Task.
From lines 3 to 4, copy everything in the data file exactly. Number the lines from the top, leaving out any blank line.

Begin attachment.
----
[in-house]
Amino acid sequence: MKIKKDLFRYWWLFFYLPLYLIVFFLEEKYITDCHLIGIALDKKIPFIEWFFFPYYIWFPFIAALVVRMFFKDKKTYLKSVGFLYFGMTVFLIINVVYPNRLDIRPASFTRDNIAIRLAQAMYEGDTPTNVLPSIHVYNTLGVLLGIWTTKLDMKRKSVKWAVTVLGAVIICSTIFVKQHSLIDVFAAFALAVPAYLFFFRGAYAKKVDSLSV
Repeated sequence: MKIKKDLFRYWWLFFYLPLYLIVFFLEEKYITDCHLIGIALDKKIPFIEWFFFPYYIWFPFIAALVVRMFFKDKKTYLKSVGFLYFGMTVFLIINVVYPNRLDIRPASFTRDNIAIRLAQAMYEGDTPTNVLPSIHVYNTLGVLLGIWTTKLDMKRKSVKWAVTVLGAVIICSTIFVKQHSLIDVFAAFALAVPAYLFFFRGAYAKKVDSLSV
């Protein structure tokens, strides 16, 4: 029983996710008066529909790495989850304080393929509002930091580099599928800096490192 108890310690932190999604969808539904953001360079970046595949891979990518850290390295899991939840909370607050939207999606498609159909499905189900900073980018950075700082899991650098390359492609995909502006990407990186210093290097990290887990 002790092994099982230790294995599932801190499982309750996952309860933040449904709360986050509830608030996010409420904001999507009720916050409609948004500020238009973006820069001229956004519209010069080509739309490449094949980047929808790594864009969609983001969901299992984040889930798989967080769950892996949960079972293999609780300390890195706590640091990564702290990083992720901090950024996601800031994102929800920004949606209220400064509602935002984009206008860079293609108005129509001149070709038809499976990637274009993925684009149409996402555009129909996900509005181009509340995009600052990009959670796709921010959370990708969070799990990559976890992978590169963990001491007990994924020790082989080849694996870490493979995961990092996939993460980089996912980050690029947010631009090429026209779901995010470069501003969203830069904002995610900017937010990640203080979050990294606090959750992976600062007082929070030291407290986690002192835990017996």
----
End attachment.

Repeated sequence: MKIKKDLFRYWWLFFYLPLYLIVFFLEEKYITDCHLIGIALDKKIPFIEWFFFPYYIWFPFIAALVVRMFFKDKKTYLKSVGFLYFGMTVFLIINVVYPNRLDIRPASFTRDNIAIRLAQAMYEGDTPTNVLPSIHVYNTLGVLLGIWTTKLDMKRKSVKWAVTVLGAVIICSTIFVKQHSLIDVFAAFALAVPAYLFFFRGAYAKKVDSLSV
């Protein structure tokens, strides 16, 4: 029983996710008066529909790495989850304080393929509002930091580099599928800096490192 108890310690932190999604969808539904953001360079970046595949891979990518850290390295899991939840909370607050939207999606498609159909499905189900900073980018950075700082899991650098390359492609995909502006990407990186210093290097990290887990 002790092994099982230790294995599932801190499982309750996952309860933040449904709360986050509830608030996010409420904001999507009720916050409609948004500020238009973006820069001229956004519209010069080509739309490449094949980047929808790594864009969609983001969901299992984040889930798989967080769950892996949960079972293999609780300390890195706590640091990564702290990083992720901090950024996601800031994102929800920004949606209220400064509602935002984009206008860079293609108005129509001149070709038809499976990637274009993925684009149409996402555009129909996900509005181009509340995009600052990009959670796709921010959370990708969070799990990559976890992978590169963990001491007990994924020790082989080849694996870490493979995961990092996939993460980089996912980050690029947010631009090429026209779901995010470069501003969203830069904002995610900017937010990640203080979050990294606090959750992976600062007082929070030291407290986690002192835990017996």